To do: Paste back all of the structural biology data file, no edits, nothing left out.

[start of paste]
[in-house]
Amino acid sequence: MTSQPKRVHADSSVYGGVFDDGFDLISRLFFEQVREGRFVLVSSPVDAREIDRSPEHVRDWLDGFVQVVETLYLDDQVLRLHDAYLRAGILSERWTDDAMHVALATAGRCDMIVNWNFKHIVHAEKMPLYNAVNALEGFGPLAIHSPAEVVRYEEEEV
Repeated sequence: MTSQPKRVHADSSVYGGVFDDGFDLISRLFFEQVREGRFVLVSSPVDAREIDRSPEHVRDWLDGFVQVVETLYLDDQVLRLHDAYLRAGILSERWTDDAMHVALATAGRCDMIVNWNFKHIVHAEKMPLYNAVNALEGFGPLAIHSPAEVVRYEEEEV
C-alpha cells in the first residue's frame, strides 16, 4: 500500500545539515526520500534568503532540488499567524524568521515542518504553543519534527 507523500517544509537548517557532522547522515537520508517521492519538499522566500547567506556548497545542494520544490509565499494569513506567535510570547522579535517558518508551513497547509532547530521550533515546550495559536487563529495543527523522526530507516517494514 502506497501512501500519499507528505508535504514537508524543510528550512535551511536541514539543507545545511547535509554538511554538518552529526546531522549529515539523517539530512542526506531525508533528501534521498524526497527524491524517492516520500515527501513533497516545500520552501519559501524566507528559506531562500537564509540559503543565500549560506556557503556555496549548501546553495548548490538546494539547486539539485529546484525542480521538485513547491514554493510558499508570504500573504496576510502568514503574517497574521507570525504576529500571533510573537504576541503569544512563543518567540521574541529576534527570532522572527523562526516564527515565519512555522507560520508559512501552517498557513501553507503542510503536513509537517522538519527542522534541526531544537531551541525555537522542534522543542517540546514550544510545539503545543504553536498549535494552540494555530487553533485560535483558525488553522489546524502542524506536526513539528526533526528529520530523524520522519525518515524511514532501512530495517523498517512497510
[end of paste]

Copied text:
[in-house]
Amino acid sequence: MTSQPKRVHADSSVYGGVFDDGFDLISRLFFEQVREGRFVLVSSPVDAREIDRSPEHVRDWLDGFVQVVETLYLDDQVLRLHDAYLRAGILSERWTDDAMHVALATAGRCDMIVNWNFKHIVHAEKMPLYNAVNALEGFGPLAIHSPAEVVRYEEEEV
Repeated sequence: MTSQPKRVHADSSVYGGVFDDGFDLISRLFFEQVREGRFVLVSSPVDAREIDRSPEHVRDWLDGFVQVVETLYLDDQVLRLHDAYLRAGILSERWTDDAMHVALATAGRCDMIVNWNFKHIVHAEKMPLYNAVNALEGFGPLAIHSPAEVVRYEEEEV
C-alpha cells in the first residue's frame, strides 16, 4: 500500500545539515526520500534568503532540488499567524524568521515542518504553543519534527 507523500517544509537548517557532522547522515537520508517521492519538499522566500547567506556548497545542494520544490509565499494569513506567535510570547522579535517558518508551513497547509532547530521550533515546550495559536487563529495543527523522526530507516517494514 502506497501512501500519499507528505508535504514537508524543510528550512535551511536541514539543507545545511547535509554538511554538518552529526546531522549529515539523517539530512542526506531525508533528501534521498524526497527524491524517492516520500515527501513533497516545500520552501519559501524566507528559506531562500537564509540559503543565500549560506556557503556555496549548501546553495548548490538546494539547486539539485529546484525542480521538485513547491514554493510558499508570504500573504496576510502568514503574517497574521507570525504576529500571533510573537504576541503569544512563543518567540521574541529576534527570532522572527523562526516564527515565519512555522507560520508559512501552517498557513501553507503542510503536513509537517522538519527542522534541526531544537531551541525555537522542534522543542517540546514550544510545539503545543504553536498549535494552540494555530487553533485560535483558525488553522489546524502542524506536526513539528526533526528529520530523524520522519525518515524511514532501512530495517523498517512497510